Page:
Ted Morris (Shawn C. Phillips) has a notorious haunted doll. Her origins are murky, mysterious, and suspicious. Everything about Ted Morris is suspicious. He’s attending his son’s funeral when two criminals break in to steal the doll – thinking it’s a hoax and a good way to get some quick cash – but they have no idea what they’re in for.

At five minutes long, GENEVIEVE packs a powerful horror punch. The doll herself is unique and frightening, beautifully constructed by Christine Musser. The film itself is remarkably simple – shot with a single camera, POV-style, and mostly through darkness and quick movements. In fact, one of the most potent of GENEVIEVE’s scare tactics is how little you actually see.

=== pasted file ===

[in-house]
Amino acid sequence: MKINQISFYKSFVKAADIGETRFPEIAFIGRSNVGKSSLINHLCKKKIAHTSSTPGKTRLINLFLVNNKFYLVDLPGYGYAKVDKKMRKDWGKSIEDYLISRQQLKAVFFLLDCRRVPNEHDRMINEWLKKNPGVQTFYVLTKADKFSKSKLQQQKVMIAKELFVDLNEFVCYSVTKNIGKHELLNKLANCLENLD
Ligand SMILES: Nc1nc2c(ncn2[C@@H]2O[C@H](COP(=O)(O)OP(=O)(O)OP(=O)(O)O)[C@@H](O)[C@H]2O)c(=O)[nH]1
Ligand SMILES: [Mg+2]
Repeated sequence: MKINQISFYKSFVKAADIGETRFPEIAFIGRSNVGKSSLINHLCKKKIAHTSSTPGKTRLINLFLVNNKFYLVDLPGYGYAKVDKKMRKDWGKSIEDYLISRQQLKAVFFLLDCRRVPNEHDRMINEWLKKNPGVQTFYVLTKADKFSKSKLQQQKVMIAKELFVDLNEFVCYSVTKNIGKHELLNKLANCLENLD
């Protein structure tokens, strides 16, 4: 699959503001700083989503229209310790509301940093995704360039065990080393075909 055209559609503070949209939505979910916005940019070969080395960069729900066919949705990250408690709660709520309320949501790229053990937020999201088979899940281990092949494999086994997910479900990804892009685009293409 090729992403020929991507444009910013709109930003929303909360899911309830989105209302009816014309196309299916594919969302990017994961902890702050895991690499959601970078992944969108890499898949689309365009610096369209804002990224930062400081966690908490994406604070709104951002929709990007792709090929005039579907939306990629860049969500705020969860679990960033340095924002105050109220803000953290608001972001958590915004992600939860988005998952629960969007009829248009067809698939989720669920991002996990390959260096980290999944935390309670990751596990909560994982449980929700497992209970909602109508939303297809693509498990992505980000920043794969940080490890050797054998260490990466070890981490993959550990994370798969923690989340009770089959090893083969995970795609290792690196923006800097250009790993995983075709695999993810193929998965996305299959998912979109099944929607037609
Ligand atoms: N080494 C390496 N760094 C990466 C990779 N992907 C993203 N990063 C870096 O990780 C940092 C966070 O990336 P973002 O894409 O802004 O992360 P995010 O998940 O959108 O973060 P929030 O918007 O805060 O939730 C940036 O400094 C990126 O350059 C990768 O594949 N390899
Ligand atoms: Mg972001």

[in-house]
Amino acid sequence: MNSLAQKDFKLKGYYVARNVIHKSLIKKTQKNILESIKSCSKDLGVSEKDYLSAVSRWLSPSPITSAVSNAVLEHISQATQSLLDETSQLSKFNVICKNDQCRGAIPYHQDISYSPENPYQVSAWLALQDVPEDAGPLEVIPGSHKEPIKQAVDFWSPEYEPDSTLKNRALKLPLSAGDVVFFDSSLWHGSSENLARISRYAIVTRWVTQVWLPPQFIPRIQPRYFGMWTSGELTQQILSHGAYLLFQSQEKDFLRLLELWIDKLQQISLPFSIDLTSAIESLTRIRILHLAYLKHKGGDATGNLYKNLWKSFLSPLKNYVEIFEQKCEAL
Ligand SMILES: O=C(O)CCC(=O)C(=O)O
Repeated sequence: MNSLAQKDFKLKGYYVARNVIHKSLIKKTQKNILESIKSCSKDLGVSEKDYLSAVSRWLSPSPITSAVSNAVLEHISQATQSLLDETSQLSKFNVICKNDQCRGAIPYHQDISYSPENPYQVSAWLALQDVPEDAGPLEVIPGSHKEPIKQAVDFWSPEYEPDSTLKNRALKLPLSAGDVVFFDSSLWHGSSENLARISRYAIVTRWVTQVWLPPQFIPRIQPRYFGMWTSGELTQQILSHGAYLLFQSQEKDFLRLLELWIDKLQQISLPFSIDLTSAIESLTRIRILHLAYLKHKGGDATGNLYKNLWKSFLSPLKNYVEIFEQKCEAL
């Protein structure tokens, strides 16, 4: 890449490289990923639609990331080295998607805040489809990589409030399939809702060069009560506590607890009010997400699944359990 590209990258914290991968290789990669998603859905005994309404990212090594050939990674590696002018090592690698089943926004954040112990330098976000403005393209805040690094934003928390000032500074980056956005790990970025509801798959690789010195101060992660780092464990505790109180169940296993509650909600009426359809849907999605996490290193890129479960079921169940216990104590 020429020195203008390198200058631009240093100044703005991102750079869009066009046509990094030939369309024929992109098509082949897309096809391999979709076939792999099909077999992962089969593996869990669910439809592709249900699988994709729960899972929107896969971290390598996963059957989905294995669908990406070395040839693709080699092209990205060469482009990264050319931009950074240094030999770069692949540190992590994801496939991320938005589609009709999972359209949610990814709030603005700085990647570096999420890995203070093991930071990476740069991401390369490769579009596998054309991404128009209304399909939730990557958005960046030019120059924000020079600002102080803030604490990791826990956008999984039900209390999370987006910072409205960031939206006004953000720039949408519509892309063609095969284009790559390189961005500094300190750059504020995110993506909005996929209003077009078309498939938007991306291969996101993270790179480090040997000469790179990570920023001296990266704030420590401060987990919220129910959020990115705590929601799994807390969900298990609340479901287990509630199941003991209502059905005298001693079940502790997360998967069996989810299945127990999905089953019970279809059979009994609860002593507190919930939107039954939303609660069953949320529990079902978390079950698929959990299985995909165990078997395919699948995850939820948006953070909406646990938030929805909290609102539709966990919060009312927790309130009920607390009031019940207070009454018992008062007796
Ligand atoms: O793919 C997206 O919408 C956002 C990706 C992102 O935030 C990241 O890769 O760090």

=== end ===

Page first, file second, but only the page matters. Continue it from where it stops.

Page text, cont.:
I love seeing movies like GENEVIEVE make their way out into the world. Single-camera, a tiny crew, and simple concept. This is exactly what independent short films should be. In a new-media-centric world, where social media and video platforms are instantly accessible and seen by so many, films like GENEVIEVE can thrive – creating lore and a presence beyond what the film itself shows, or doesn’t. After watching the short itself I was directed to a 30-second teaser, sharing “The Story of Genevieve”, which reveals some of the nuances of the doll, and of Ted Morris. Something as simple as that can make a massive impact in the film world.

While the production of GENEVIEVE has a decidedly low budget feeling, I think the story and the doll herself are interesting and new enough to hopefully elicit more Genevieve content – whether that includes a feature or an anthology series on the doll, or just a social media presence. GENEVIEVE is both haunted and haunting and bound to live well into the afterlife.

GENEVIEVE drops on Amazon Prime July 15, 2020.

6/10 stars

Runtime:5 Mins.
Directed By:
Nicholas Michael Jacobs
Written By:
Nicholas Michael Jacobs